Suffolk's top law enforcement officials talk crime-fighting with LIA
Suffolk County’s top law enforcement officials told Long Island business leaders Tuesday that their priorities include targeting gang members and others responsible for gun violence, combating the opioid epidemic, solving the Gilgo Beach killings and advocating for crime victims.
District Attorney Ray Tierney, Sheriff Errol Toulon Jr. and Police Commissioner Rodney Harrison vowed to work together to make Long Island safer and more prosperous during a forum in Melville sponsored by the Long Island Association, the region’s nearly 100-year-old chamber of commerce.
“Public safety is an economic development issue,” LIA president and CEO Matt Cohen said. “You can’t have a thriving economy unless employers, employees and customers feel safe."
County Executive Steve Bellone agreed: “Public safety is a prerequisite to prosperity.”
Tierney said his office will target the small number of individuals responsible for gun violence and gang violence in the county. Tierney also promised to prosecute drug dealers, especially those who sell fentanyl — a cheap and deadly synthetic opioid responsible for most of the recent fatal overdoses on Long Island.
Tierney also vowed to prosecute members of retail theft rings who enter stores, empty shelves and flee before police can be summoned. He said the COVID-19 pandemic and bail reform has convinced some criminals that they can act without impunity.
“This small element thinks they can do this with no consequences,” Tierney said.
Solving the Gilgo Beach killings and other cold cases is also a priority, Tierney said. Harrison and Tierney announced last week that investigators identified who they believe had murdered Eve Wilkowitz, a 20-year-old secretary, 42 years ago in Bay Shore.
Toulon told the business leaders that his priority is keeping young people out of the criminal justice system and helping those who do run afoul of the law stay out of trouble after their release.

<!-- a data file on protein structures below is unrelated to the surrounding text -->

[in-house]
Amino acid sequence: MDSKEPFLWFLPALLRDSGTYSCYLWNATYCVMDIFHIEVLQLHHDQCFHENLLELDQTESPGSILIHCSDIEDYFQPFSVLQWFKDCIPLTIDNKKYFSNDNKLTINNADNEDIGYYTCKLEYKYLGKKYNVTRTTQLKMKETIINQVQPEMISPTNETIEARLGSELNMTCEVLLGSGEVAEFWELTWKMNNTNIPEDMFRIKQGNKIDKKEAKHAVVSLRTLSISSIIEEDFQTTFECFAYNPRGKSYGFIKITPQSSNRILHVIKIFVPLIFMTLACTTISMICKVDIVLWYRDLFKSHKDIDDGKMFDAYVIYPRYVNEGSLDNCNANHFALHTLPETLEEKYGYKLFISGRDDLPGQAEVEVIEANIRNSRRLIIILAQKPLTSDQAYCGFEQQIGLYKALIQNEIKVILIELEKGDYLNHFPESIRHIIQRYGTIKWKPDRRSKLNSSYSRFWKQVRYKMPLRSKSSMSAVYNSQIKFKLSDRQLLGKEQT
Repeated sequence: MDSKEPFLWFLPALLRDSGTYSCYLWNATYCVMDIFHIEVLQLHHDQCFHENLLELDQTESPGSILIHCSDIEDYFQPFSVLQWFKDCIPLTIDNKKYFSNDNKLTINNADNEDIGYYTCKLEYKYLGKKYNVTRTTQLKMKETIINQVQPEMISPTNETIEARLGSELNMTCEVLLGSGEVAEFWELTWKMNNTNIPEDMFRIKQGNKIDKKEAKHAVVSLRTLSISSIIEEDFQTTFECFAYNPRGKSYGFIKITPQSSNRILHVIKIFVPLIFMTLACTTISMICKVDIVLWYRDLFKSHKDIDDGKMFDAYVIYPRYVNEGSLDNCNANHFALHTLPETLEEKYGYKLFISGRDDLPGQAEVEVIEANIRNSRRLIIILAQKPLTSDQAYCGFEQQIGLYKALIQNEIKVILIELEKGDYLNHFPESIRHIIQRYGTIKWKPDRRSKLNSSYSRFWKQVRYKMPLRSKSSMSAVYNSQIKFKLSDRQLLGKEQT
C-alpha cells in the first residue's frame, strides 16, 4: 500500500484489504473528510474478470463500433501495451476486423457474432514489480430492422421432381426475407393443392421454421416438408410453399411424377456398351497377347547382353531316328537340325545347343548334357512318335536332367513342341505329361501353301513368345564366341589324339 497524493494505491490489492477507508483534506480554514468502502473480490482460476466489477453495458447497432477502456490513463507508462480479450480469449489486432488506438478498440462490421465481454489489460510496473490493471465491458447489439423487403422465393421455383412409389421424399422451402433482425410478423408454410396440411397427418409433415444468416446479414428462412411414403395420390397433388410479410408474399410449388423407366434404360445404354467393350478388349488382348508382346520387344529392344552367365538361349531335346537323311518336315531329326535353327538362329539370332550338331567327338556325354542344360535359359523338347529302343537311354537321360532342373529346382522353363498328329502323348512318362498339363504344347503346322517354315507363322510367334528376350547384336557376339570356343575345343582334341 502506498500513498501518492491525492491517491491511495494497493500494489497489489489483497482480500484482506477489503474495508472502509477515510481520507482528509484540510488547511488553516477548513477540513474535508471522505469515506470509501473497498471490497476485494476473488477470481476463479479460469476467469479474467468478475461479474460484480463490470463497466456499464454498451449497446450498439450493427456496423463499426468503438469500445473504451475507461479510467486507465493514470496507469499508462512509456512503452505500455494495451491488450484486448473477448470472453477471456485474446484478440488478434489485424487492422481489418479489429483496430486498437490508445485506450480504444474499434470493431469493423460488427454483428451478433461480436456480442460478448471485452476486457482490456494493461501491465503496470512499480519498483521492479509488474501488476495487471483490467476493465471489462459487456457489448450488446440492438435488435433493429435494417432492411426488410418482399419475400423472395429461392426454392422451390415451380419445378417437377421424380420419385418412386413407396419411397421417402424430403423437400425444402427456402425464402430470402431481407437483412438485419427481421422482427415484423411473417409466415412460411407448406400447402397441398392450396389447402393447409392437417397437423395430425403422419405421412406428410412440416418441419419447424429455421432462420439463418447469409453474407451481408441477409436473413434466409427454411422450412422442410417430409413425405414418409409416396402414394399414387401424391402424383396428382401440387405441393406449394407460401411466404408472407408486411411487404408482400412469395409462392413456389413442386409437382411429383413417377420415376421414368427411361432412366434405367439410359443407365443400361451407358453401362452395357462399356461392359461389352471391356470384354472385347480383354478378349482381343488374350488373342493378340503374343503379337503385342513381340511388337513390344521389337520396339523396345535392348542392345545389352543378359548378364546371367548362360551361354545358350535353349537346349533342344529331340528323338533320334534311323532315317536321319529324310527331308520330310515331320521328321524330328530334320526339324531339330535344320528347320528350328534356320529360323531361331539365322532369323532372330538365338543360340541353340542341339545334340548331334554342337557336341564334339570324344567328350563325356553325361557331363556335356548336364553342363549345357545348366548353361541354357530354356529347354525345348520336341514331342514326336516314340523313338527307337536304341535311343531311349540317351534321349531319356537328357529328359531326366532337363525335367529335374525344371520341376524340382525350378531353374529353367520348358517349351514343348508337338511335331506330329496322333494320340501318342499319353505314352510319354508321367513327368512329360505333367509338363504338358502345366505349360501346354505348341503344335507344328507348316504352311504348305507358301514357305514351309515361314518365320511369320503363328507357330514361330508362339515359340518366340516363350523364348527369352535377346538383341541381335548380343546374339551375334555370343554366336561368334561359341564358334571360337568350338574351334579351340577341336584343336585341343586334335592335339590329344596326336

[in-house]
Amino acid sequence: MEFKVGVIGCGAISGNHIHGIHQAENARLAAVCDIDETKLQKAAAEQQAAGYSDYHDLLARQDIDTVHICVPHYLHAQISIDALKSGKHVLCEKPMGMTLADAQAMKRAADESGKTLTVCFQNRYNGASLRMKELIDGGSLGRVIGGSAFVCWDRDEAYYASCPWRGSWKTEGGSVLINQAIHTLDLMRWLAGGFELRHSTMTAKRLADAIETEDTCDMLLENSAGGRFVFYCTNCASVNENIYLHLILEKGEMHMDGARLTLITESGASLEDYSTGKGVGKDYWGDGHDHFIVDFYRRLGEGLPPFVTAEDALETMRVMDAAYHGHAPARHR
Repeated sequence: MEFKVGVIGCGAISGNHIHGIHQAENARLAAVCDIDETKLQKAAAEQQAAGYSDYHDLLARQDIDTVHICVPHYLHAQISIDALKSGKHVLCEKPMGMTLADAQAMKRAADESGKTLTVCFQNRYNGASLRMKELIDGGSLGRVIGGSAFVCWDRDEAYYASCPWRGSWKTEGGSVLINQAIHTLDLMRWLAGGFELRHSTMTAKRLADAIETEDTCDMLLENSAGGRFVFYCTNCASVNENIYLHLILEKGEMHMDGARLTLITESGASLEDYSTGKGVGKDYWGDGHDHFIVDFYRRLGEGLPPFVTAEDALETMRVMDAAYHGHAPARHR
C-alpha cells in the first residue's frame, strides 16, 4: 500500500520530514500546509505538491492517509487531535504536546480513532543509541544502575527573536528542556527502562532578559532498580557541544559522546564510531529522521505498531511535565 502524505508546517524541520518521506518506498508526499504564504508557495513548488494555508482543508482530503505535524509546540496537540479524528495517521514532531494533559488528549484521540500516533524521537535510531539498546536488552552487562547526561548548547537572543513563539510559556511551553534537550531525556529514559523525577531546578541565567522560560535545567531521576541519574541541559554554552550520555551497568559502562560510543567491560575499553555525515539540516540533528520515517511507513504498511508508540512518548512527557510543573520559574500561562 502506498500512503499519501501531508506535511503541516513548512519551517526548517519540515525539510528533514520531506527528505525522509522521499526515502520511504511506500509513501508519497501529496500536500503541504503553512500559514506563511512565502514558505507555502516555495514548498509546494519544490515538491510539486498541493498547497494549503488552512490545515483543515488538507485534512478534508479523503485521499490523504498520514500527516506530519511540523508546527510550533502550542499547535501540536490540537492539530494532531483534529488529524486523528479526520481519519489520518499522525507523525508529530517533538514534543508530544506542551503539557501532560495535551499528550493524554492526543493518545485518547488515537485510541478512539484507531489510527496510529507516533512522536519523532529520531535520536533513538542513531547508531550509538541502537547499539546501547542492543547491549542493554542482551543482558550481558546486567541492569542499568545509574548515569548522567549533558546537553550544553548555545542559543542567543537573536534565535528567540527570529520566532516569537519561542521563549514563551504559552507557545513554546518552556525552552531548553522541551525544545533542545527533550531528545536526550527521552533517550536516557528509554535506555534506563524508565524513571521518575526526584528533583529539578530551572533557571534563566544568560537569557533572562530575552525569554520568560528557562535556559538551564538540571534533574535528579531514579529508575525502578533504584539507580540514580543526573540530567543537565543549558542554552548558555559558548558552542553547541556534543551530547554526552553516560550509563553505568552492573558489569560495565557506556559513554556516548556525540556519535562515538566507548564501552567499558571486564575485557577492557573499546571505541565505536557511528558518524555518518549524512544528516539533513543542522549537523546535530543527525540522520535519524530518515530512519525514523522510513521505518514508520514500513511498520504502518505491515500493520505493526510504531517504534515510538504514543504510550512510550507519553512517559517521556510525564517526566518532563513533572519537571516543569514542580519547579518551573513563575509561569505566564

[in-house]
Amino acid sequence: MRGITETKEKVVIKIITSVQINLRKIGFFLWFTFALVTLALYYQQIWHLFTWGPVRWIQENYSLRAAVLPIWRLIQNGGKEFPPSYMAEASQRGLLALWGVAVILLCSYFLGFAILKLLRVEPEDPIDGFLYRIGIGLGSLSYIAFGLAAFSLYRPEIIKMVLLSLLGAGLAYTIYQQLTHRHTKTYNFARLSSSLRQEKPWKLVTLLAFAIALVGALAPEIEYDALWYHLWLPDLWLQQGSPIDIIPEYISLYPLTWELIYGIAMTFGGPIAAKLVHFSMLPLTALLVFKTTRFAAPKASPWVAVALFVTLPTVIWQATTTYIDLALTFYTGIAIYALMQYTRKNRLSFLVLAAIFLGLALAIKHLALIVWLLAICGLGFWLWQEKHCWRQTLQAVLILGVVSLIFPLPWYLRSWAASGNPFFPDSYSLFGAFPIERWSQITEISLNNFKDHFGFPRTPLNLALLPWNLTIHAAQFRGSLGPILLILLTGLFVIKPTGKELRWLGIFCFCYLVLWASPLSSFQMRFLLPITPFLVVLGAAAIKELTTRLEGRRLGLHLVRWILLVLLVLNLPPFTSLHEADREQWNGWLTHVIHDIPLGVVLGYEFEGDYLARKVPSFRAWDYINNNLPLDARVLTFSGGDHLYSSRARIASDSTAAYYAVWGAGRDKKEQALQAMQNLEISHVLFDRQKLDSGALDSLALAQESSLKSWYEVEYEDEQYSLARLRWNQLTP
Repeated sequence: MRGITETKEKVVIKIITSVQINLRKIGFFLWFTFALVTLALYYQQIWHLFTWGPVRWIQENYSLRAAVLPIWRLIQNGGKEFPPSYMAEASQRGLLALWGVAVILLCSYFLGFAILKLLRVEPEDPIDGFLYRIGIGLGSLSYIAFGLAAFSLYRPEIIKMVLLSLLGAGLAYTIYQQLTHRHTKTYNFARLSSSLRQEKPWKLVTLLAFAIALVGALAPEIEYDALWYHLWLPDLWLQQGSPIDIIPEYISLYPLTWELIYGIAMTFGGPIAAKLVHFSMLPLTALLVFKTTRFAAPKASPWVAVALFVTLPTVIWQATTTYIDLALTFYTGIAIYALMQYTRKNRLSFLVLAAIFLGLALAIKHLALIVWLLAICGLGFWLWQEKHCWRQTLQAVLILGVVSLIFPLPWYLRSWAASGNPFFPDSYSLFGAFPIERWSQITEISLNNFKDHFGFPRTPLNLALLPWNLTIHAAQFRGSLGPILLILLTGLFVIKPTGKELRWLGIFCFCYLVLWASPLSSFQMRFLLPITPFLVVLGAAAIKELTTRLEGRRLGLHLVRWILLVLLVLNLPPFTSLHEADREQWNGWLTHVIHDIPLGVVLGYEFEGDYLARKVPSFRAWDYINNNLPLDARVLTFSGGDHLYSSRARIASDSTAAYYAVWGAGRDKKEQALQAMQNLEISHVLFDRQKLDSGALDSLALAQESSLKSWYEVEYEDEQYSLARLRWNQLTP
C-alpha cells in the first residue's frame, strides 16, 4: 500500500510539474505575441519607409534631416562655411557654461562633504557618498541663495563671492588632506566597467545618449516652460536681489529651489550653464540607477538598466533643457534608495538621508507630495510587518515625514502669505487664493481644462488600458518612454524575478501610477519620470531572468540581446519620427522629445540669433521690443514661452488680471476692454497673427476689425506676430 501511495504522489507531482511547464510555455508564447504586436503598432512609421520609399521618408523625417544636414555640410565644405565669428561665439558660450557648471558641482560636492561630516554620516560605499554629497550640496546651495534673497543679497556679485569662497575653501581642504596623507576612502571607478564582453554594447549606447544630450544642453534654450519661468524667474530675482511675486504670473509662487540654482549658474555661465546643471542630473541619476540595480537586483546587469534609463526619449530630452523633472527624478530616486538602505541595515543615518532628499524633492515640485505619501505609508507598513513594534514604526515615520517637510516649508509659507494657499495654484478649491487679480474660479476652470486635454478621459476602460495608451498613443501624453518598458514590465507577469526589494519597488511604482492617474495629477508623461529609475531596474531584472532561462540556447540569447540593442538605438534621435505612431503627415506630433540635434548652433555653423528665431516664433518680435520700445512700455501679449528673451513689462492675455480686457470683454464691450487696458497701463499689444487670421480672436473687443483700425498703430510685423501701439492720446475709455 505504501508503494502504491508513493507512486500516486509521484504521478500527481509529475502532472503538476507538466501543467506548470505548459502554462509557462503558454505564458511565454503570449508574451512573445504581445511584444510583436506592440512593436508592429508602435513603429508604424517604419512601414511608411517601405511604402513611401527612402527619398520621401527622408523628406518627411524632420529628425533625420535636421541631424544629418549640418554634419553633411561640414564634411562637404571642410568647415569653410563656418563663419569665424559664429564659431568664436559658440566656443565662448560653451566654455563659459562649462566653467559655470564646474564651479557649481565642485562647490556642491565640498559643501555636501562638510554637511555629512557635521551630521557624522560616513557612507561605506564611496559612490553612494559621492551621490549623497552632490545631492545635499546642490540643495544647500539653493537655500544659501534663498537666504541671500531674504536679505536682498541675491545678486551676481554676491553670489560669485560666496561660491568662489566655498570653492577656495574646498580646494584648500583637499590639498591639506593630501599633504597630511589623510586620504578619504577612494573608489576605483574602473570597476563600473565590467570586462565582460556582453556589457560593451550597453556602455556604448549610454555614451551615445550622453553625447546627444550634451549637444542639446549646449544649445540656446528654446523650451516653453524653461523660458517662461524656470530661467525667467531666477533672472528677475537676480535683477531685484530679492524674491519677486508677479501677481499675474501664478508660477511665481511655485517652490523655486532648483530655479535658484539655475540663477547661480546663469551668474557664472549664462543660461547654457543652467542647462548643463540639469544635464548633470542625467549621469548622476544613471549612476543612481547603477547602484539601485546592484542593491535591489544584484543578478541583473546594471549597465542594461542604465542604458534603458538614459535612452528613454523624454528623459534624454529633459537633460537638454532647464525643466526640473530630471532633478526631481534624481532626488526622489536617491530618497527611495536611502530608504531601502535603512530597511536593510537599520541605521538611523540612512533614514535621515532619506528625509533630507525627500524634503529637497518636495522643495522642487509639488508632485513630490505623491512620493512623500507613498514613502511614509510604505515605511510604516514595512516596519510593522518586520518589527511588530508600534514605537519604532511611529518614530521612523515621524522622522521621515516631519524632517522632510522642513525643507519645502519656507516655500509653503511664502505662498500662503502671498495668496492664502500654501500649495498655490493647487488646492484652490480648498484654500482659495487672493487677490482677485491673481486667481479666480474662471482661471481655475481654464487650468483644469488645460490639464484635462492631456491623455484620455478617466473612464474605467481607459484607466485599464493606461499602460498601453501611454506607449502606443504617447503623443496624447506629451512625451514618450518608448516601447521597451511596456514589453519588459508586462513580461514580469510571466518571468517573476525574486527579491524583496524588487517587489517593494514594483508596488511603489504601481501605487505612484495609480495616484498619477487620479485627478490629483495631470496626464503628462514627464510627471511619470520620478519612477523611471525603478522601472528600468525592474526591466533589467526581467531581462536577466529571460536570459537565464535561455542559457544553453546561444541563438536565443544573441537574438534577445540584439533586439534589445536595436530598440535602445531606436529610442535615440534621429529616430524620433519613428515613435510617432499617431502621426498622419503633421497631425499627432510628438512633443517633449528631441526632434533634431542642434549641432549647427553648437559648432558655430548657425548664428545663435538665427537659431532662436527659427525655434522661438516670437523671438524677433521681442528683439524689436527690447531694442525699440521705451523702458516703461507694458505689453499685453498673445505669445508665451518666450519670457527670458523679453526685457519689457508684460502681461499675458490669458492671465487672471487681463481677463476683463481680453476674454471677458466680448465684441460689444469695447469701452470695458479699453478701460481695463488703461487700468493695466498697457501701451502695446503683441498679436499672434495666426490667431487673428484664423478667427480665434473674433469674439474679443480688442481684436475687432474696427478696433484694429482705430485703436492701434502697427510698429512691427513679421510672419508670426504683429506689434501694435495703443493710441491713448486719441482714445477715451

“I’d rather see kids on ballfields than in my facilities,” said Toulon, whose office manages Suffolk jails in Riverhead and Yaphank.
Toulon said his staff created a pod for inmates 55 and older so they could get services for seniors and a pod for young men that provides anger management training, parenting classes and job training. The Suffolk Sheriff’s Office, he said, created the first human trafficking unit in a jail to identify and assist women forced into sex work.
Toulon said it is crucial for public safety to provide inmates with the support and services they need after they are discharged, to ensure they do not return. “If we can help them on the right path, there will be no more victims in our county,” he said.
Harrison told the business leaders that he created the Gilgo Beach Homicide Investigation Task Force to coordinate efforts between Suffolk police, prosecutors, the sheriff’s office and the FBI to solve the slayings.
“I was not happy. It was not going in the right direction,” Harrison said of the Gilgo probe.
The commissioner said he will work with Tierney on quality-of-life issues, including a crackdown on dirt bikes and all-terrain vehicles that pose safety risks on public streets.
Harrison also promised to identify drug dealers responsible for the opioid crisis that has killed thousands on Long island since the late 1990s and break up their operations. He said he is implementing the police reform plan approved by the county legislature last year, which includes equipping patrol officers with body cameras and providing civilian oversight of the police disciplinary process.
Harrison said it was also important to recruit and retain minorities, so the department reflects the diversity of the community it serves. He said a more diverse department will promote “trust and respect for the organization.”